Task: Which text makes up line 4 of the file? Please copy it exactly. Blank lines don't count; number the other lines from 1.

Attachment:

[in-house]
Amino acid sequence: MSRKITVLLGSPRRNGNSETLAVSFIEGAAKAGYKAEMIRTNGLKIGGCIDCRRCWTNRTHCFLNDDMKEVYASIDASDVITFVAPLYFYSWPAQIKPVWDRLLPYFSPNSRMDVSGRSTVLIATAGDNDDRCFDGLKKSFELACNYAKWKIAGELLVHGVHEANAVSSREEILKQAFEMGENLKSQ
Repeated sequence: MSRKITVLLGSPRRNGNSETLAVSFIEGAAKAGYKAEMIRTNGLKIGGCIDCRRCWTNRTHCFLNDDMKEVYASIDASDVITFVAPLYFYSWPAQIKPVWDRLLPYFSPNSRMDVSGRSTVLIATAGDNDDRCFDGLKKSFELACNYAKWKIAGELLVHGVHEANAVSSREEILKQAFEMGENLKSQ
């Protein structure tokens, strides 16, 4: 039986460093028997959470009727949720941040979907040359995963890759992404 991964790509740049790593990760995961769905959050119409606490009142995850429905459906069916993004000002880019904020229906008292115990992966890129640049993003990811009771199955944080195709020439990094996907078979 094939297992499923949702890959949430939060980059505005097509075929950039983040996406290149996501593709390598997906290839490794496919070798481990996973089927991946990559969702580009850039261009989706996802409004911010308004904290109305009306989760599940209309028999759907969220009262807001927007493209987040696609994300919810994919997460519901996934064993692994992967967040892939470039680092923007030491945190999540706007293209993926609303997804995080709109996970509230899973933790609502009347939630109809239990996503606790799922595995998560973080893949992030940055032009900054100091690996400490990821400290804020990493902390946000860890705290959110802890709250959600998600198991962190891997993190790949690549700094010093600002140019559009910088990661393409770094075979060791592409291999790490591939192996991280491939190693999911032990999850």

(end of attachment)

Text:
């Protein structure tokens, strides 16, 4: 039986460093028997959470009727949720941040979907040359995963890759992404 991964790509740049790593990760995961769905959050119409606490009142995850429905459906069916993004000002880019904020229906008292115990992966890129640049993003990811009771199955944080195709020439990094996907078979 094939297992499923949702890959949430939060980059505005097509075929950039983040996406290149996501593709390598997906290839490794496919070798481990996973089927991946990559969702580009850039261009989706996802409004911010308004904290109305009306989760599940209309028999759907969220009262807001927007493209987040696609994300919810994919997460519901996934064993692994992967967040892939470039680092923007030491945190999540706007293209993926609303997804995080709109996970509230899973933790609502009347939630109809239990996503606790799922595995998560973080893949992030940055032009900054100091690996400490990821400290804020990493902390946000860890705290959110802890709250959600998600198991962190891997993190790949690549700094010093600002140019559009910088990661393409770094075979060791592409291999790490591939192996991280491939190693999911032990999850």